For Wrought-iron.

( c/f) = 12000 pounds, per square inch. (t/f ) = 12000 pounds, per square inch. ( g/f ) = 8000 pounds, per square inch. (k/f) = 15000 pounds, per square inch.

For Steel.

(c/f) = 5000 pounds, per square inch. ( t/f) = 15000 pounds, per square inch. (g/f)= 10000 pounds, per square inch. (k/f)= 18000 pounds, per square inch.

Example I.

Lap Joint.

A wrought-iron plate, which cannot be over 12" wide, is required to be so long that it has to be made up from two lengths; the joint is to be a lap joint. The plate is in tension and is strained 65000 pounds. Design the joint.

We will assume that we propose to design the joint as shown in Figure 165, with staggered rivets, in that case the plate will only be weakened by one rivetdiole. We can readily see that the plate will not need to be very thick and decide to use 3/4" rivets, (that is 3/4" rivet-holes)1; we then shall have a net breadth of plate b = 12" - 3/4" = 11 1/4.

Of course s = 65000 in this case, and we know that (t/f) = 12000; inserting these values in Formula (114) we have:

Size of plate.

1 Before heating, in this case, the rivets would he 11/16".

h = 6500/11 1/4.12000 = 0.485"

Or we should use a plate one-half inch thick.

We next determine the number of rivets required.

In the first place there must be enough for bearing, that is not to crush the plate or get crushed by it. We use Formula (109) inserting the values, and have:

Required numberof Rivetsx = 65000/3/4.1/2.12000 = 14,44

Or we should need 15 rivets for bearing. Had we Figured without using the formula, we should have said, the bearing area of each rivet is 3/4" by 1/2" = 3/8 square inches, this at 12000 pounds, per square inch, would equal 4500 pounds safe-compression for each rivet, dividing this into 65000 pounds, the strain, would, of course, give the same result 14,44 or say 15 rivets.

We next see if there is any danger from shearing. The joint being a lap joint, the rivets will have, of course, only one sectional area to resist shearing, that is, will be in single shear, so that we use Formula (110) and inserting values have: x = 65000/0,7857. (3/4)2.(g/f) = 18,39

Or we must use 19 rivets to prevent the shearing.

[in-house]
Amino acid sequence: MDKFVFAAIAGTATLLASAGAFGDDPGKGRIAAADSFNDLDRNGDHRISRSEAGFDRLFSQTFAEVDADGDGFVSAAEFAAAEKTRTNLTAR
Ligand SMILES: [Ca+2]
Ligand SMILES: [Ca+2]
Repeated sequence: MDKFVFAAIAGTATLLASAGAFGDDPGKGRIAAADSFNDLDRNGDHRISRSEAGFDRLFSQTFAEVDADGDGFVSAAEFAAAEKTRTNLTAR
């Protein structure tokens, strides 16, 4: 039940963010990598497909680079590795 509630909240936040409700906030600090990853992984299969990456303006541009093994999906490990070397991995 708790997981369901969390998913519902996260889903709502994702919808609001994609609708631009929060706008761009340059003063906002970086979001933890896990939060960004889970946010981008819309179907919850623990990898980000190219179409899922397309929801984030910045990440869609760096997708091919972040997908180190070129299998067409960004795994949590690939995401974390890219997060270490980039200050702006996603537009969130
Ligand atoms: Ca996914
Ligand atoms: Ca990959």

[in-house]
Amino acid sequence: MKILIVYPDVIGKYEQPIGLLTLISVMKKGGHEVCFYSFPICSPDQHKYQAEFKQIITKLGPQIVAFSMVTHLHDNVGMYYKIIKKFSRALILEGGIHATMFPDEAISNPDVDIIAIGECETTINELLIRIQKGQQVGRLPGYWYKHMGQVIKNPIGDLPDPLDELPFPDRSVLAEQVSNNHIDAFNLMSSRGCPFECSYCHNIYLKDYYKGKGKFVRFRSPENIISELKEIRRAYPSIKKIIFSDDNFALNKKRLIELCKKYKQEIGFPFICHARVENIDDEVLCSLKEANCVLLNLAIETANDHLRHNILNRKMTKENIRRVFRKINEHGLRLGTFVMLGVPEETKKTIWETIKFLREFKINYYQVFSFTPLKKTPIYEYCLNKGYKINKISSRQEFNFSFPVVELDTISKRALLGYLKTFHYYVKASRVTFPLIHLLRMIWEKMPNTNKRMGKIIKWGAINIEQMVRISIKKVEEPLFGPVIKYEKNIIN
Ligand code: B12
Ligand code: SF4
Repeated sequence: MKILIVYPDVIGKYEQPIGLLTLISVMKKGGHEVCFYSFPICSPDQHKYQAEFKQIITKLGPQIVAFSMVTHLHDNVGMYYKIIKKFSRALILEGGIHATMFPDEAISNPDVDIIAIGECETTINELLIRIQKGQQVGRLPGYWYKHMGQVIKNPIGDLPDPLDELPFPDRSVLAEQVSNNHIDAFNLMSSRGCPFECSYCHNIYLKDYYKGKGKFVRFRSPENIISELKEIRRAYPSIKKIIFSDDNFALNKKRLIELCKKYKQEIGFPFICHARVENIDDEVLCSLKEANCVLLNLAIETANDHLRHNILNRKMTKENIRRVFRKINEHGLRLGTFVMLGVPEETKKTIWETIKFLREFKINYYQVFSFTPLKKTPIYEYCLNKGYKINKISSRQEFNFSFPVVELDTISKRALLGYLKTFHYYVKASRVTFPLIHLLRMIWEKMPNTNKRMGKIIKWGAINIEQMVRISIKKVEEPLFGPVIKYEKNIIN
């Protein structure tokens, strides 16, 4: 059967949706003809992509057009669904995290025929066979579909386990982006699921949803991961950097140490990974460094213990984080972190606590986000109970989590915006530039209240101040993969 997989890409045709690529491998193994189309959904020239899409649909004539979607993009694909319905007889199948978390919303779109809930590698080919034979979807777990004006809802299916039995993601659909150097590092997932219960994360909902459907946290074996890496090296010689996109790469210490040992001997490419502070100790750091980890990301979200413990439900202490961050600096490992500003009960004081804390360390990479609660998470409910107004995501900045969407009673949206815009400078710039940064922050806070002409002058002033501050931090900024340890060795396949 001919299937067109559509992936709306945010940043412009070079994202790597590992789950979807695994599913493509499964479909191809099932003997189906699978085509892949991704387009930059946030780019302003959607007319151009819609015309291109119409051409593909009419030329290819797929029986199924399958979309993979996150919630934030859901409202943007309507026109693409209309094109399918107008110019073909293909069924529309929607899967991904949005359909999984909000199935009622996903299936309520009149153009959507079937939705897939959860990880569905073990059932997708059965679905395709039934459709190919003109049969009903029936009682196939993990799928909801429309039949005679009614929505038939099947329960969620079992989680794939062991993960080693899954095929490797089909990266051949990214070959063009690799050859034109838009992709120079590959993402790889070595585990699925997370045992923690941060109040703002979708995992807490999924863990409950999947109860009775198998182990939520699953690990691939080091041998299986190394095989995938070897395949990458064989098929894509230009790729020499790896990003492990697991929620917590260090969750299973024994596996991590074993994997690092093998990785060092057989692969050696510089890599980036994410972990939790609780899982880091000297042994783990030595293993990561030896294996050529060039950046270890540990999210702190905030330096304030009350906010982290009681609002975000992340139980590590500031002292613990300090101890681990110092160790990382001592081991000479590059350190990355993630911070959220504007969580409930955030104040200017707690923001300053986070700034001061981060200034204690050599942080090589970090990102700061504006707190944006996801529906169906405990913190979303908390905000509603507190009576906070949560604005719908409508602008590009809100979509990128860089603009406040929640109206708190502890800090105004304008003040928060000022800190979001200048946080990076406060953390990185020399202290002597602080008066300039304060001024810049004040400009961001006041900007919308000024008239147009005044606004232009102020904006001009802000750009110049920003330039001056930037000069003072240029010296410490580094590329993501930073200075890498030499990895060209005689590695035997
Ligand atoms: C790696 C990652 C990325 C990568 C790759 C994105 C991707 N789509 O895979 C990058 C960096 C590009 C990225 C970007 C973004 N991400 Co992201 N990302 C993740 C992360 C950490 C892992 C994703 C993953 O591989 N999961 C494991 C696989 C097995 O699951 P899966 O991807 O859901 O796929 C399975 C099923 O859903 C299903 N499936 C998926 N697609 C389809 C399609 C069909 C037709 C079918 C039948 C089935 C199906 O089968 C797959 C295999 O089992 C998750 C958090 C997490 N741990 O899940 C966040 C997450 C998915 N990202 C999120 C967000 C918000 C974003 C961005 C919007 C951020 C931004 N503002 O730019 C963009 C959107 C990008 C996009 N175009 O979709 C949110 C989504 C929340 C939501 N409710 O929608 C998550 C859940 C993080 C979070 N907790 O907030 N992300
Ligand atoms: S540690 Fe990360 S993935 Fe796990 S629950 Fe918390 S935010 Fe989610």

Had we Figured without the use of formula, we should have said, area of a 3/4" rivet is = 0,4417 square inches. This multiplied by 8000 pounds (the safe shearing stress per square inch) = 3533,6 pounds, or each rivet could safely assume this amount of the strain without shearing. This amount being less than the safe compression on each rivet, would, of course, require a larger number of rivets, and should therefore be used, rather than the latter. We have, in effect 65000/3533,6 = 18,39 or say 19 rivets, being four more than required for bearing.

We next take up the question of bending; the joint being lapped the rivets will practically become short levers. We use Formula and from Table I, section No 7 the moment of resistance, r = 11/14. (3/8)3 = 0,04143 From the formula on page 49, Volume I, m/r = s we have the total extreme fibre strains on all the rivets, s= 16250/0,04143 =392228 pounds.

(112); inserting values, we have: x = 65000.1/2/0,1964.(3/4)3. = 26,15

Or we should have to use at least 26 rivets to prevent bending; which readily illustrates the great disadvantage of not transferring the strain in a direct plane, by using two cover-plates.

Had we not used the formula, we should have said, we have here a 3/4" circular lever, the free end projecting 1/2" and loaded uniformly with a load of 65000 pounds.

From Formula (25) or Table VII we have the bending-moment m =65000.1/2/2 = 16250 pounds-inch.

This divided by the safe strain, or safe modulus of rupture (k/f) = 15000 pounds, will give the number of rivets required, viz:

392228/15000 = 26,15 or 26 rivets as before.

We still have to decide the distance y (or A B, Figure 171). We use Formula (115). As we have more than one rivet we use in place of s the strain on each rivet or -s/26, which was the largest number required as above, therefore : s/26 = 65000/26 = 2500

Inserting this in Formula (115) we have: y = 2500/2. 1/2. 8000 = 0.3125"

This, however, being less than our rule which requires 11 /2 diameters from centre of hole to edge, we will stick to the rule. We now design the joint.

We have a plate 12" wide, 1/2" thick, lapping, and require 26 rivets.

They must be arranged not to weaken the plate by more than one rivet-hole.

If we arrange the rivet-holes as shown in Figure 172, we will find it the most economical arrangement. To be sure it allows for only

Desigmng the ioint

25 rivets, but that will probably be near enough, otherwise we should have to insert at least five more to keep them symmetrical. It will be readily seen that the weakest point is at section A where one rivet-hole is lost.

Section B is of same strength, two rivet-holes being lost, but the strain has been reduced by an amount equal to the value of one rivet-hole.

At section C we lose three rivet-holes, but the strain has been re-duced by the value of three rivet-holes, so that the plate practically has its full value here.

At sections D and E the plate is stronger to resist the remaining tension than required.

By Figuring out E (12" wide) it will be seen that the pitch on this line is more than required by the rule, Formula (108).

The pitch F G between two adjacent lines of rivets, measured on the slant from centre to centre of rivets, should be at least 2 1/2 diameters, 2 1/2. 3/4=1 7/8" or say 2".

It will be good practice for the student to carefully lay this joint out to scale.

Fig. 172.

Example II.

A steel plate 10" wide has to be pieced, and for local reasons this can only be done by a cover-plate on one side. The plate is subjected to a tensional strain of 135000 pounds. Design the joint.